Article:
Source of information: Drugbank (External Link). Last updated on: 3rd July 18
*Trade Name used in the content below may not be the same as the HSA-registered product.
Active Ingredient / Synonyms
Acide tranexamique | Acido tranexamico | Acidum tranexamicum | Tranexamsaeure | Tranexmic acid | Tranhexamic acid | Trans AMCHA | trans-4-(Aminomethyl)cyclohexanecarboxylic acid | trans-4-aminomethylcyclohexane-1-carboxylic acid | trans-Amcha | trans-Tranexamic acid | Tranexamic Acid |
Antifibrinolytic hemostatic used in severe hemorrhage. [PubChem]
For use in patients with hemophilia for short term use (two to eight days) to reduce or prevent hemorrhage and reduce the need for replacement therapy during and following tooth extraction. It can also be used for excessive bleeding in menstruation, surgery, or trauma cases.
Mechanism of Action
Tranexamic acid competitively inhibits activation of plasminogen (via binding to the kringle domain), thereby reducing conversion of plasminogen to plasmin (fibrinolysin), an enzyme that degrades fibrin clots, fibrinogen, and other plasma proteins, including the procoagulant factors V and VIII. Tranexamic acid also directly inhibits plasmin activity, but higher doses are required than are needed to reduce plasmin formation.
Tranexamic acid is an antifibrinolytic that competitively inhibits the activation of plasminogen to plasmin. Tranexamic acid is a competitive inhibitor of plasminogen activation, and at much higher concentrations, a noncompetitive inhibitor of plasmin, i.e., actions similar to aminocaproic acid. Tranexamic acid is about 10 times more potent in vitro than aminocaproic acid. Tranexamic acid binds more strongly than aminocaproic acid to both the strong and weak receptor sites of the plasminogen molecule in a ratio corresponding to the difference in potency between the compounds. Tranexamic acid in a concentration of 1 mg per mL does not aggregate platelets in vitro. In patients with hereditary angioedema, inhibition of the formation and activity of plasmin by tranexamic acid may prevent attacks of angioedema by decreasing plasmin-induced activation of the first complement protein (C1).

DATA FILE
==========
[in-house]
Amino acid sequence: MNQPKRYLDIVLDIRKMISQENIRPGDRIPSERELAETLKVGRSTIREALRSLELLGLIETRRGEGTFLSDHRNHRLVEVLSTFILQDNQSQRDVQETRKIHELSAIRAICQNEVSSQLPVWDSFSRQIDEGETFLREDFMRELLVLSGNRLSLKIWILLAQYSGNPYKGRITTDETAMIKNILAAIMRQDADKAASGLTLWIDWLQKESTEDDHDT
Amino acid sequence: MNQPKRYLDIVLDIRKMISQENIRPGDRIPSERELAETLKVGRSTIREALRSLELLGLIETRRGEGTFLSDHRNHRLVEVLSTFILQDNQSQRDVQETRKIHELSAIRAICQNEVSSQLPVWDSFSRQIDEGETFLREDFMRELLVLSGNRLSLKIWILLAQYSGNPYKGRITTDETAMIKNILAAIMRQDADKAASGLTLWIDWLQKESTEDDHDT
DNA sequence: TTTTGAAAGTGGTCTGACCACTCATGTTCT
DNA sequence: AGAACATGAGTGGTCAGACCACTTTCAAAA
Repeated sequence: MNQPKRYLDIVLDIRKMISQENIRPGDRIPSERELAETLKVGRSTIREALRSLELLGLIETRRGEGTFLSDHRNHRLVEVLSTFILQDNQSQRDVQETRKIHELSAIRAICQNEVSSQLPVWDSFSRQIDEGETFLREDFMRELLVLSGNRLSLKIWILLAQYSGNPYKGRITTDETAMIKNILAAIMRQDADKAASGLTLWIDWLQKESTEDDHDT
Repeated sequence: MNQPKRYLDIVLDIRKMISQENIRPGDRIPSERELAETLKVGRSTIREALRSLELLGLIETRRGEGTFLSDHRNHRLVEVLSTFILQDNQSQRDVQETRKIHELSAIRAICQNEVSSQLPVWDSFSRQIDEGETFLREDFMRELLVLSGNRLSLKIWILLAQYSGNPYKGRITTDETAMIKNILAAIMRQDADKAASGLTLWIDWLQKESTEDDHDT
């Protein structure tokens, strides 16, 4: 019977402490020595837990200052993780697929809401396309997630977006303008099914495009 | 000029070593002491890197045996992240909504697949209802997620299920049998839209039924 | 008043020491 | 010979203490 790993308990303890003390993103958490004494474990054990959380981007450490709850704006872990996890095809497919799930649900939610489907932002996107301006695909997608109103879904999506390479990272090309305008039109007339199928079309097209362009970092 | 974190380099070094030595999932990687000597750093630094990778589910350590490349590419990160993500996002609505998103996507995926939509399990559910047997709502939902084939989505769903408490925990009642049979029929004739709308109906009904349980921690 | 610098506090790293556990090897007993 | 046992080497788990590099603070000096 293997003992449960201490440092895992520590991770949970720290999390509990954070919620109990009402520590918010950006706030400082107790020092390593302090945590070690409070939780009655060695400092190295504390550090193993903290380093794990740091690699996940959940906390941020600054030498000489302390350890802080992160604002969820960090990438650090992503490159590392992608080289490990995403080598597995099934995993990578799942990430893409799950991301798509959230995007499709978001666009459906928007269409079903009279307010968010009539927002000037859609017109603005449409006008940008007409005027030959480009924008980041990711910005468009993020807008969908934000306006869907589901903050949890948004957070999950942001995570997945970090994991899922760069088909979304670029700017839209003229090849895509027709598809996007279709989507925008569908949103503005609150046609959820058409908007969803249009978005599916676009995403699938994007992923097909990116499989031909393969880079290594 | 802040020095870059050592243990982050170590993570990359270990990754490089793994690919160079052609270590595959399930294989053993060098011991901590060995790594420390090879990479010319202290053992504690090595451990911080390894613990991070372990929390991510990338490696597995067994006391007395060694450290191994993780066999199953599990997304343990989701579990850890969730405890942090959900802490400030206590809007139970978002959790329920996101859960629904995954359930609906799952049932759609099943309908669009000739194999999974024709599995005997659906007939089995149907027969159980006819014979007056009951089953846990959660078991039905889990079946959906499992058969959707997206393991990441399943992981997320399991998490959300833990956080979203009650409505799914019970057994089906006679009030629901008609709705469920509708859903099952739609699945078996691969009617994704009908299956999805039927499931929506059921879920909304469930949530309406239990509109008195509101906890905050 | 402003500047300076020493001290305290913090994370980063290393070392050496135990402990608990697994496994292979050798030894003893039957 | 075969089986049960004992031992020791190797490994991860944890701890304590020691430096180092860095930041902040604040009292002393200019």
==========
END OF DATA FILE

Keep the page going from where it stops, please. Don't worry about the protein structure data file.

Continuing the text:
Absorption of tranexamic acid after oral administration in humans represents approximately 30 to 50% of the ingested dose and bioavailability is not affected by food intake.
* 9 to 12 L
Only a small fraction of the drug is metabolized (less than 5%).
Urinary excretion is the main route of elimination via glomerular filtration.
Biological half-life in the joint fluid is about 3 hours.
* 110 - 116 mL/min
Oral LD50 in mice is >10 gm/kg. Symptoms of overdosage may be nausea, vomiting, orthostatic symptoms and/or hypotension.
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